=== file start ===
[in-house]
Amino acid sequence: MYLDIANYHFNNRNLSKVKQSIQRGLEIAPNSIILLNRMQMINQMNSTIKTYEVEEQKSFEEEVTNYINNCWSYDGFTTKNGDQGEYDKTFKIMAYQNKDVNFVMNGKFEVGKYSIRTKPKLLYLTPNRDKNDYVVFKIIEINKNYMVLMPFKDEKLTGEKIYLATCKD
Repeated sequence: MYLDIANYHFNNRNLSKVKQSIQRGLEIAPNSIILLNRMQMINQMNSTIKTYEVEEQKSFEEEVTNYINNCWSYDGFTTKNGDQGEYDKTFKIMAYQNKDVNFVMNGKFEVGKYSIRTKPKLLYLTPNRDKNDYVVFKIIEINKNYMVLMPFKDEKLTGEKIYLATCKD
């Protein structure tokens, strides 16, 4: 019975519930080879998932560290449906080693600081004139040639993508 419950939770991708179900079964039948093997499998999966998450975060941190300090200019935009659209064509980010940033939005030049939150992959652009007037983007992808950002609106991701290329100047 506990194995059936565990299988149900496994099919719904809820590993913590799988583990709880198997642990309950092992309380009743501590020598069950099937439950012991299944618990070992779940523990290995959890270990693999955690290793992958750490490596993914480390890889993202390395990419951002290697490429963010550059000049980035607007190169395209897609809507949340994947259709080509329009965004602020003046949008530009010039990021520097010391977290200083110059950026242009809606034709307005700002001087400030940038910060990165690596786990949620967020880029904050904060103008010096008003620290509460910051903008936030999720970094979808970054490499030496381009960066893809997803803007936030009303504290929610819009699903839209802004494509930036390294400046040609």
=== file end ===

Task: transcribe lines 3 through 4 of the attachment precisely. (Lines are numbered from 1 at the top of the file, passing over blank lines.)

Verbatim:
Repeated sequence: MYLDIANYHFNNRNLSKVKQSIQRGLEIAPNSIILLNRMQMINQMNSTIKTYEVEEQKSFEEEVTNYINNCWSYDGFTTKNGDQGEYDKTFKIMAYQNKDVNFVMNGKFEVGKYSIRTKPKLLYLTPNRDKNDYVVFKIIEINKNYMVLMPFKDEKLTGEKIYLATCKD
């Protein structure tokens, strides 16, 4: 019975519930080879998932560290449906080693600081004139040639993508 419950939770991708179900079964039948093997499998999966998450975060941190300090200019935009659209064509980010940033939005030049939150992959652009007037983007992808950002609106991701290329100047 506990194995059936565990299988149900496994099919719904809820590993913590799988583990709880198997642990309950092992309380009743501590020598069950099937439950012991299944618990070992779940523990290995959890270990693999955690290793992958750490490596993914480390890889993202390395990419951002290697490429963010550059000049980035607007190169395209897609809507949340994947259709080509329009965004602020003046949008530009010039990021520097010391977290200083110059950026242009809606034709307005700002001087400030940038910060990165690596786990949620967020880029904050904060103008010096008003620290509460910051903008936030999720970094979808970054490499030496381009960066893809997803803007936030009303504290929610819009699903839209802004494509930036390294400046040609």